Their Twitter bio proudly boasts that the first pint was served here in the 11th century, and its name is mentioned in a charter from 1251. Their Instagram bio even goes so far as to lay claim to being the oldest cider house (though they place themselves as merely the fourth-oldest pub in the UK). However, what makes this place really fascinating is the ghost, said to be the spirit of James Stanley, Earl of Derby, who was executed outside the pub in 1651.
Ye Olde Man & Scythe’s long, and blood-stained, history doesn’t stop there, however, and there are a purported 25 spirits – at least! – haunting the place. And we’re not talking about their whiskey and gin selection…
8. The Skirrid Mountain Inn, Abergavenny
Dates claimed from 1110.
As the only Welsh spot on this list, we feel pretty secure bestowing the title of the oldest pub in Wales upon The Skirrid Mountain Inn. Congratulations! The pub gets its name from a nearby mountain, The Skirrid, and claims both to have inspired Shakespeare and been the rallying point for Owain Glyndŵr’s troops during his war against the English. A licensed inn has apparently stood on this spot since 1110, but the current building dates from the 17th century. The old oak beam above the bar is rumoured to have been used to hang those who participated in the Monmouth Rebellion against James II.
9. The George Inn, Norton St Philip
Dates claimed from 1397.
Strangely enough, our next pub also saw use as an execution site in the aftermath of the Monmouth Rebellion, with twelve people executed on the village common. As The George Inn has seemingly had a license to serve alcohol since 1397, perhaps the prospect of a nice frothy pint after a long day of executing proved too enticing to pass up… Nowadays, the historic charm, excellent food menu, and cosy rooms make it a firm favourite with locals.
10. The Clachan Inn, Drymen
Dates claimed from 1734
Onto a pair of pubs competing for the title of the oldest pub in Scotland now, and first up, it’s The Clachan Inn. Found just north of Glasgow, the pub was licensed in 1734, which makes it one of the longest-running licenses in the UK. The woman who got the pub its license, Mistress Gow, was said to be the sister of legendary outlaw Rob Roy, and this claim has been widely accepted as making The Clachan Inn the oldest in Scotland. Unless, of course, it’s actually the following entry…
11. The Sheep Heid Inn, Edinburgh
Dates claimed from 1360
Two key dates would give The Sheep Heid Inn the edge over The Clachan. 1360 is the year in which an inn reportedly opened on this spot, which would make this the oldest surviving public house in Scotland. The oldest record of the name “Sheep Heid Inn” comes in 1710, which you’ll note would still be old enough to supersede its competitor. Whatever the case, this one is a firm favourite with royals: Mary Queen of Scots was a known visitor, James I presented the landlord with a snuff box as a token of his appreciation, and in 2016, Elizabeth II dropped by for a visit. Perhaps they caught wind of the pub’s skittle alley?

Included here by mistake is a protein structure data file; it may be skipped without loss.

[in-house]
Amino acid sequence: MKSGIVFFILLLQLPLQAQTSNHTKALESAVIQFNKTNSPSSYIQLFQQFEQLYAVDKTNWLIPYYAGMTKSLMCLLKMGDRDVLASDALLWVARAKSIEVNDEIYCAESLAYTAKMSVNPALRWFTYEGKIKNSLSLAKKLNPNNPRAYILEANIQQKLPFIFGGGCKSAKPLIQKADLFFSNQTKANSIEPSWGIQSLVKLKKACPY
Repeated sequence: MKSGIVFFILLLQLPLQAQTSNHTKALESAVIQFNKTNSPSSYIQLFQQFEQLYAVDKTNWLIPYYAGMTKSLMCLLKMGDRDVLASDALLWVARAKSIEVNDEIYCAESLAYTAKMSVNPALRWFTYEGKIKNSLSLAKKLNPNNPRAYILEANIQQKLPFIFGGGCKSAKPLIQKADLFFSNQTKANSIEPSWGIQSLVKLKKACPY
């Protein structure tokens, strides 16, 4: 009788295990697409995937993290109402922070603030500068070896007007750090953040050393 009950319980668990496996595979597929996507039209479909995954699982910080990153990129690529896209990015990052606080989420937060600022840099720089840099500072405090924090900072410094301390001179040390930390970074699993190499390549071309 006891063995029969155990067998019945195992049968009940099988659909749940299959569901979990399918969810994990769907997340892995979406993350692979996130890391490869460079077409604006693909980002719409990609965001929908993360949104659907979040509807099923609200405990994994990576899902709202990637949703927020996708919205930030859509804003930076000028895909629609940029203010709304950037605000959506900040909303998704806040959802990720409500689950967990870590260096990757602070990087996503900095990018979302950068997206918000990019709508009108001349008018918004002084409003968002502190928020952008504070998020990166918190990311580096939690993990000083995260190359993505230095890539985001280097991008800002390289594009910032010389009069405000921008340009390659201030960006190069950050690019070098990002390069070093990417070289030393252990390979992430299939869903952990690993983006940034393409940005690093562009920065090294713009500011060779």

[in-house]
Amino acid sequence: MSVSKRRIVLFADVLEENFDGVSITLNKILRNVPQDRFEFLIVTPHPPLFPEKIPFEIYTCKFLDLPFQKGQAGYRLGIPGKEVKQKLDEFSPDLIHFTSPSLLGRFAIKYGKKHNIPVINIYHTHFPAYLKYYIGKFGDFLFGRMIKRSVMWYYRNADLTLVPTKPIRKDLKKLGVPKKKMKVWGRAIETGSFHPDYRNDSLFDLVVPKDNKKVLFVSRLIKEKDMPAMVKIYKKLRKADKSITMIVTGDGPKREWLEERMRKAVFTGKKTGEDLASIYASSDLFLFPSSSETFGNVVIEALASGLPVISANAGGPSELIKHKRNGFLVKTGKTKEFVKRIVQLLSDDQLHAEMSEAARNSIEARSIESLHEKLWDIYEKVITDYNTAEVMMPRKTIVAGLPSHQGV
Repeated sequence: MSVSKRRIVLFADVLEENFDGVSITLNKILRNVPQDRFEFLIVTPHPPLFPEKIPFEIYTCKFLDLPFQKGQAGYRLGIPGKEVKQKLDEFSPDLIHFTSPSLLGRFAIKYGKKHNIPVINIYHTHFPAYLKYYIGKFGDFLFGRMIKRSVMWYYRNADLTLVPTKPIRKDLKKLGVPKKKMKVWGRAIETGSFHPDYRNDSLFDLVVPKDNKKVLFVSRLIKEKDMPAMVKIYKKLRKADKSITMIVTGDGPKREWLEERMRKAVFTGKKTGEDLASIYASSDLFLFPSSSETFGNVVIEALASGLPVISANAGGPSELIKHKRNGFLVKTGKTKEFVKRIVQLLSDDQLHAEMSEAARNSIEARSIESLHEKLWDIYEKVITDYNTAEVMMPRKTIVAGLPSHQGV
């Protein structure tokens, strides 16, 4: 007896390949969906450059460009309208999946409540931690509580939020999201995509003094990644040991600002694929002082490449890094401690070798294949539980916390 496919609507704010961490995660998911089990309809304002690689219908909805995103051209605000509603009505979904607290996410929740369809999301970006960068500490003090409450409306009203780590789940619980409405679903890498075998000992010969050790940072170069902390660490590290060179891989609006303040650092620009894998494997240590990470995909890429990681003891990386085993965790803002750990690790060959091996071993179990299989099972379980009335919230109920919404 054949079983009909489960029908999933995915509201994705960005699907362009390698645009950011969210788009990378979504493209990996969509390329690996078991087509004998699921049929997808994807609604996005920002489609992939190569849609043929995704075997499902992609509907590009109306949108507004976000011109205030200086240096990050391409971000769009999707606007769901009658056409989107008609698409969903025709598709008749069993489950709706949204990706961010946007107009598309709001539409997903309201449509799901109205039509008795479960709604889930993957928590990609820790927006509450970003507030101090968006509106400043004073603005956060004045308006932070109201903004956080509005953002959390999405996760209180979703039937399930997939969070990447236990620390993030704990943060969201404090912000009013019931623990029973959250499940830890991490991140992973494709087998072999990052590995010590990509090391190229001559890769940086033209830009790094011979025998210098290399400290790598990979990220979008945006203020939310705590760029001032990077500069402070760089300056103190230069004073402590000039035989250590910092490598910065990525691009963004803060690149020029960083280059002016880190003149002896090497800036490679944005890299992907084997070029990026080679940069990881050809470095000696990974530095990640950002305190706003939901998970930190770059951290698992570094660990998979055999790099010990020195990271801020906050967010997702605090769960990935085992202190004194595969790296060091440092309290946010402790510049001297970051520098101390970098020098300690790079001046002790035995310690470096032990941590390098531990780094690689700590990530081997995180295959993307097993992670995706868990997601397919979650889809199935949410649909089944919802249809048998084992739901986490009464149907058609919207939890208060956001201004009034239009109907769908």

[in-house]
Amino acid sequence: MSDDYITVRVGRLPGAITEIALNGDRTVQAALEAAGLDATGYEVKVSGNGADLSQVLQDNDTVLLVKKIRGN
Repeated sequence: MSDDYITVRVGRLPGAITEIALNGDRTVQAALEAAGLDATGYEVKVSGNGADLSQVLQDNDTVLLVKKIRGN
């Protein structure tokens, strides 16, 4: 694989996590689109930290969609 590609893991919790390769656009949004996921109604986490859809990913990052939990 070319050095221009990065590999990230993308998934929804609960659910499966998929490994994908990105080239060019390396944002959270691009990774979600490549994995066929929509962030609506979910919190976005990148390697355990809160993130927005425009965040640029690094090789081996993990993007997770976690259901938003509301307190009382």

12. The Highway Inn, Burford
Dates claimed from 1480
Another Cotswold beauty, the Burford Inn has been welcoming guests for over 500 years, and they’ve poured a lot of pints in that time. Settle in beside one of the pub’s roaring fireplaces and you can’t help but feel transported back in time. An onsite restaurant serves hearty British fare and comfortable rooms make it an enticing option for an overnight stay.
13. The Bell Inn, Nottingham
Dates claimed from 1437
Records show that The Bell Inn dates all the way back to 1437. But, not content with almost 600 years of history, the proprietors tell of a brewery on the site as far back as the 12th century. Until the 16th century, The Bell Inn was a friary guesthouse. However, when Henry VIII took a break from feasting and procreating to dissolve the monasteries, it became an alehouse for us heathens. More modern developments (not dictated by royal decree) have seen a gin bar installed upstairs, as another of the UK’s oldest pubs rolls with the times.
14. Adam & Eve, Norwich
Dates claimed from 1249
The first customers of the Adam & Eve alehouse were said to be workmen building nearby Norwich Cathedral. Indeed, records indicate that a tavern may have stood on this site since 1249. Back then it may have been a brewhouse operated by Benedictine monks. The pub may look beautiful from the outside, but it’s hidden a few macabre secrets in its time. In the 1970s, the remains of a monk were found during cellar excavations, and his ghost reportedly still haunts the pub today.
15. Ye Olde Salutation Inn, Nottingham
Dates claimed to 1240
There’s just something about Nottingham and the UK’s oldest pubs, isn’t there? Ye Olde Salutation Inn is the third city boozer laying claim to the mantle of the oldest pub in the country. And they’ve got a fairly strong claim, albeit under a variety of guises. The original name, ‘Angel Gabriel Saluting the Blessed Virgin Mary’, proved a bit of a mouthful. It then spent a brief spell as ‘The Soldier and Citizen under Cromwell’, before adopting the current name.
Caves beneath the building are thought to have been from a 9th-century Saxon farm, and whilst it’s definitely a pub for the history buffs, there’s another group you’ll often find frequenting it. The ‘Sal’ is actually one of Nottingham’s best live music venues, with a strong focus on metal and rock. Whatever would Cromwell say?
Also published on Medium.